Starting a small business is risky enough, but during tough economic times the health and operating practices of others can dramatically impact your bottom line.
Traditional Areas of Concern
In the past, supply chain risk primarily focused on the big three areas of cost, quality and delivery. Although these remain important areas of concern, the complexity of doing business in an increasingly diverse environment has led to the realization of new and emerging threats. Today’s you must address environmental, legislative, economic and geographic factors in order to derive an understanding of risk.
Think your business is insulated from supply chain risk? Following are just a few of the more common examples of emerging threats that could adversely impact your operations when a critical supplier, vendor or contractor is involved.
Environmental: From natural disasters to man-made crises, the disruption of business or distribution patterns can quickly take a toll, especially for those that rely upon technology or just-in-time deliveries.
Economic: Rampant speculation, a volatile stock market and other economic turmoil in one industry can dramatically impact business in other areas. Everything from access to credit lines to buyouts and bailouts may result in unanticipated changes to your own operations.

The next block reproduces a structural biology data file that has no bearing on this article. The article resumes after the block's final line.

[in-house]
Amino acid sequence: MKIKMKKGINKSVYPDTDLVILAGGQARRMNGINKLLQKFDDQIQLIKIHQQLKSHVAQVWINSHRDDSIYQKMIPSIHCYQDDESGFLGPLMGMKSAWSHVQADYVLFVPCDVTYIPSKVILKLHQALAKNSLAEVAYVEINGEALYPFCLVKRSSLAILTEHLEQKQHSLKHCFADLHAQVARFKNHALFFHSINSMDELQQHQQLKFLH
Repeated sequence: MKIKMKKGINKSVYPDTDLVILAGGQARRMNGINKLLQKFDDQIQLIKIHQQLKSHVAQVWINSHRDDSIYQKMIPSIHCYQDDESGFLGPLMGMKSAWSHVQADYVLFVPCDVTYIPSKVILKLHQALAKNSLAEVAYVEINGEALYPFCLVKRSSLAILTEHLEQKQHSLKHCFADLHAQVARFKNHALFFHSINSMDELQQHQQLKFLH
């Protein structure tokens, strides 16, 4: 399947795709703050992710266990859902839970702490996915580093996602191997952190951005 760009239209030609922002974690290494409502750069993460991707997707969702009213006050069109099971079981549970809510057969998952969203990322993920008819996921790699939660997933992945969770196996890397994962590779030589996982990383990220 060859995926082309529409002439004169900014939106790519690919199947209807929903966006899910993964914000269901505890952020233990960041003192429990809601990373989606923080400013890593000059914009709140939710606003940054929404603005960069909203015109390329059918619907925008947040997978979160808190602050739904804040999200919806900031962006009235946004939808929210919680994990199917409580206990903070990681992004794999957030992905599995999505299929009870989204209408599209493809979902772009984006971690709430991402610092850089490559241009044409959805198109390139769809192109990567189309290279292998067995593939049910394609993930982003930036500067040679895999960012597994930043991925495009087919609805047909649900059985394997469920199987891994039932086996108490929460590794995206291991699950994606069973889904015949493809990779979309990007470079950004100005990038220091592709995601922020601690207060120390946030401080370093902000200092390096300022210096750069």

Legislation: Perhaps one of the most wide-reaching forms of supply chain risk involves legislation. Zoning, taxes, pollution, tariffs and even exchange rates pose substantial risk, not to mention outright violations or other illegal activities.
How to Manage Risk
Managing risk may seem daunting at first. After all, you don’t have full control over how others conduct business. However, there are practical steps that can reduce risk without breaking the bank.
1. Establish Operational Standards: Make it a priority to review the business practices and insurance status of suppliers, vendors and contractors in advance. Take time to examine rating and credit data, and litigation history. Insist upon proof of insurance for critical areas or staff before doing business.
2. Have a Contingency Plan in Place: Do a critical evaluation of business practices and then plan for ways to conduct business in the event of a disaster. Common examples may include the ability to work from home for a limited period of time and sourcing temporary/alternative suppliers and other methods of remaining productive during a crisis.
3. Understand Available Insurance Options: Last but not least, ask your insurance agent about specialized forms of insurance that can provide valuable protection against lose of income. business interruption and other threats or risks. Depending upon your specific industry, there are a multitude of policy options available for almost any situation.